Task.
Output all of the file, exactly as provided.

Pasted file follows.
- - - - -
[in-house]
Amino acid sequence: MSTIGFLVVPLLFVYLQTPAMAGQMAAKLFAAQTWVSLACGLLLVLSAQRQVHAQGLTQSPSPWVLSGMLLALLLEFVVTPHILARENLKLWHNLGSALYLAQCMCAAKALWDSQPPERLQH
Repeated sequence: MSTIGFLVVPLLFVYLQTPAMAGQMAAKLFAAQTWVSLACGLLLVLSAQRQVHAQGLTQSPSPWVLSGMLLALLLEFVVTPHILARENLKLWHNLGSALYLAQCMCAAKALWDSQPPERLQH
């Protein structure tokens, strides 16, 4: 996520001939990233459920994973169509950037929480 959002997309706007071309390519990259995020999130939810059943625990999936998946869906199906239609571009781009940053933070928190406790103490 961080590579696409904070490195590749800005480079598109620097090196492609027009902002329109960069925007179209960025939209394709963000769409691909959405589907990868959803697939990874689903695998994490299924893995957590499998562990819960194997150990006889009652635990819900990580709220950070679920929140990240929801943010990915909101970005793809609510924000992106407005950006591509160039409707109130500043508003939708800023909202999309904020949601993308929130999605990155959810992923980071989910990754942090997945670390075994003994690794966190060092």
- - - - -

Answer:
[in-house]
Amino acid sequence: MSTIGFLVVPLLFVYLQTPAMAGQMAAKLFAAQTWVSLACGLLLVLSAQRQVHAQGLTQSPSPWVLSGMLLALLLEFVVTPHILARENLKLWHNLGSALYLAQCMCAAKALWDSQPPERLQH
Repeated sequence: MSTIGFLVVPLLFVYLQTPAMAGQMAAKLFAAQTWVSLACGLLLVLSAQRQVHAQGLTQSPSPWVLSGMLLALLLEFVVTPHILARENLKLWHNLGSALYLAQCMCAAKALWDSQPPERLQH
């Protein structure tokens, strides 16, 4: 996520001939990233459920994973169509950037929480 959002997309706007071309390519990259995020999130939810059943625990999936998946869906199906239609571009781009940053933070928190406790103490 961080590579696409904070490195590749800005480079598109620097090196492609027009902002329109960069925007179209960025939209394709963000769409691909959405589907990868959803697939990874689903695998994490299924893995957590499998562990819960194997150990006889009652635990819900990580709220950070679920929140990240929801943010990915909101970005793809609510924000992106407005950006591509160039409707109130500043508003939708800023909202999309904020949601993308929130999605990155959810992923980071989910990754942090997945670390075994003994690794966190060092």